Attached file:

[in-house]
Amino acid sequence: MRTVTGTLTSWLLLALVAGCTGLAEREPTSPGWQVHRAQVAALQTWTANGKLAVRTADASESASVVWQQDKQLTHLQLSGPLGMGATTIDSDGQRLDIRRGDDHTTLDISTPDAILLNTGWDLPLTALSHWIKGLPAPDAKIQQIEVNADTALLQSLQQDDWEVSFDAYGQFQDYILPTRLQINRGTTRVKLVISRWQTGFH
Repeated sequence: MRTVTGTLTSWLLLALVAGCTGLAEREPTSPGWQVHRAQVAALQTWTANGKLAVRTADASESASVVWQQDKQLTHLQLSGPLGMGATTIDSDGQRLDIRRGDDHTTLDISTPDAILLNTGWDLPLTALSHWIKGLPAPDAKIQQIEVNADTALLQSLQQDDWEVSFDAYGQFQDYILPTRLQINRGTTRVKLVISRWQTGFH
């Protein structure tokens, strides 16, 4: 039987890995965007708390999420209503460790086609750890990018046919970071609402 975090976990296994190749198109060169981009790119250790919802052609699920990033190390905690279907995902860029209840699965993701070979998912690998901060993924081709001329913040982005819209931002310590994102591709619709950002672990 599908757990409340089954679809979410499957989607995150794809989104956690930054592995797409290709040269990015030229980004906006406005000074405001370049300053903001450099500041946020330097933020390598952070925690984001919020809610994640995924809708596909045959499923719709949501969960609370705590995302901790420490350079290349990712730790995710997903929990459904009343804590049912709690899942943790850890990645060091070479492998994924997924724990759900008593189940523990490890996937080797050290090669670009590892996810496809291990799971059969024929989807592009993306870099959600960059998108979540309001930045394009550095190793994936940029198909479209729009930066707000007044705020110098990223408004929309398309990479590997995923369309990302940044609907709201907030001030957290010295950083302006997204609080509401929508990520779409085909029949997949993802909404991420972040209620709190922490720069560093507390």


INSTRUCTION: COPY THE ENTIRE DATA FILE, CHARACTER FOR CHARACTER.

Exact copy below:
[in-house]
Amino acid sequence: MRTVTGTLTSWLLLALVAGCTGLAEREPTSPGWQVHRAQVAALQTWTANGKLAVRTADASESASVVWQQDKQLTHLQLSGPLGMGATTIDSDGQRLDIRRGDDHTTLDISTPDAILLNTGWDLPLTALSHWIKGLPAPDAKIQQIEVNADTALLQSLQQDDWEVSFDAYGQFQDYILPTRLQINRGTTRVKLVISRWQTGFH
Repeated sequence: MRTVTGTLTSWLLLALVAGCTGLAEREPTSPGWQVHRAQVAALQTWTANGKLAVRTADASESASVVWQQDKQLTHLQLSGPLGMGATTIDSDGQRLDIRRGDDHTTLDISTPDAILLNTGWDLPLTALSHWIKGLPAPDAKIQQIEVNADTALLQSLQQDDWEVSFDAYGQFQDYILPTRLQINRGTTRVKLVISRWQTGFH
């Protein structure tokens, strides 16, 4: 039987890995965007708390999420209503460790086609750890990018046919970071609402 975090976990296994190749198109060169981009790119250790919802052609699920990033190390905690279907995902860029209840699965993701070979998912690998901060993924081709001329913040982005819209931002310590994102591709619709950002672990 599908757990409340089954679809979410499957989607995150794809989104956690930054592995797409290709040269990015030229980004906006406005000074405001370049300053903001450099500041946020330097933020390598952070925690984001919020809610994640995924809708596909045959499923719709949501969960609370705590995302901790420490350079290349990712730790995710997903929990459904009343804590049912709690899942943790850890990645060091070479492998994924997924724990759900008593189940523990490890996937080797050290090669670009590892996810496809291990799971059969024929989807592009993306870099959600960059998108979540309001930045394009550095190793994936940029198909479209729009930066707000007044705020110098990223408004929309398309990479590997995923369309990302940044609907709201907030001030957290010295950083302006997204609080509401929508990520779409085909029949997949993802909404991420972040209620709190922490720069560093507390």